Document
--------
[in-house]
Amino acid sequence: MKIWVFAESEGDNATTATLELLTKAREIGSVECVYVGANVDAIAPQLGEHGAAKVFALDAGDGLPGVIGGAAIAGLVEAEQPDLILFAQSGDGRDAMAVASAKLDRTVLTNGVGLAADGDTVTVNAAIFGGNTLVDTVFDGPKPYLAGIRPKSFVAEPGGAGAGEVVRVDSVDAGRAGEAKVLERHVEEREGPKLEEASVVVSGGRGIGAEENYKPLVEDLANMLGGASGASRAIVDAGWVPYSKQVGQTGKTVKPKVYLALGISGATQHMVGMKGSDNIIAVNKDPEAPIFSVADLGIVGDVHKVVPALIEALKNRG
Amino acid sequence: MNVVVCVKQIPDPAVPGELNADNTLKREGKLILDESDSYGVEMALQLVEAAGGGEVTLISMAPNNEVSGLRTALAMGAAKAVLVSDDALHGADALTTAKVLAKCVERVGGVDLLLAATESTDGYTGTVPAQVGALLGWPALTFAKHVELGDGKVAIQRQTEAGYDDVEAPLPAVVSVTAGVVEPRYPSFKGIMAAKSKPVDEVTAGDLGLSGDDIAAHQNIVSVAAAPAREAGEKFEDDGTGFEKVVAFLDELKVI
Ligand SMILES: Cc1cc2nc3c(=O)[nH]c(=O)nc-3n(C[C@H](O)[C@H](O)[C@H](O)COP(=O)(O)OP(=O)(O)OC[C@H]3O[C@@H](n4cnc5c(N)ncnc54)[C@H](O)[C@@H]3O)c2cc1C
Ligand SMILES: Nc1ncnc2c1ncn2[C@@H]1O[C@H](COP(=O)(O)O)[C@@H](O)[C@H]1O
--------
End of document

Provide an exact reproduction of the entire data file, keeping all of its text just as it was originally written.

[in-house]
Amino acid sequence: MKIWVFAESEGDNATTATLELLTKAREIGSVECVYVGANVDAIAPQLGEHGAAKVFALDAGDGLPGVIGGAAIAGLVEAEQPDLILFAQSGDGRDAMAVASAKLDRTVLTNGVGLAADGDTVTVNAAIFGGNTLVDTVFDGPKPYLAGIRPKSFVAEPGGAGAGEVVRVDSVDAGRAGEAKVLERHVEEREGPKLEEASVVVSGGRGIGAEENYKPLVEDLANMLGGASGASRAIVDAGWVPYSKQVGQTGKTVKPKVYLALGISGATQHMVGMKGSDNIIAVNKDPEAPIFSVADLGIVGDVHKVVPALIEALKNRG
Amino acid sequence: MNVVVCVKQIPDPAVPGELNADNTLKREGKLILDESDSYGVEMALQLVEAAGGGEVTLISMAPNNEVSGLRTALAMGAAKAVLVSDDALHGADALTTAKVLAKCVERVGGVDLLLAATESTDGYTGTVPAQVGALLGWPALTFAKHVELGDGKVAIQRQTEAGYDDVEAPLPAVVSVTAGVVEPRYPSFKGIMAAKSKPVDEVTAGDLGLSGDDIAAHQNIVSVAAAPAREAGEKFEDDGTGFEKVVAFLDELKVI
Ligand SMILES: Cc1cc2nc3c(=O)[nH]c(=O)nc-3n(C[C@H](O)[C@H](O)[C@H](O)COP(=O)(O)OP(=O)(O)OC[C@H]3O[C@@H](n4cnc5c(N)ncnc54)[C@H](O)[C@@H]3O)c2cc1C
Ligand SMILES: Nc1ncnc2c1ncn2[C@@H]1O[C@H](COP(=O)(O)O)[C@@H](O)[C@H]1O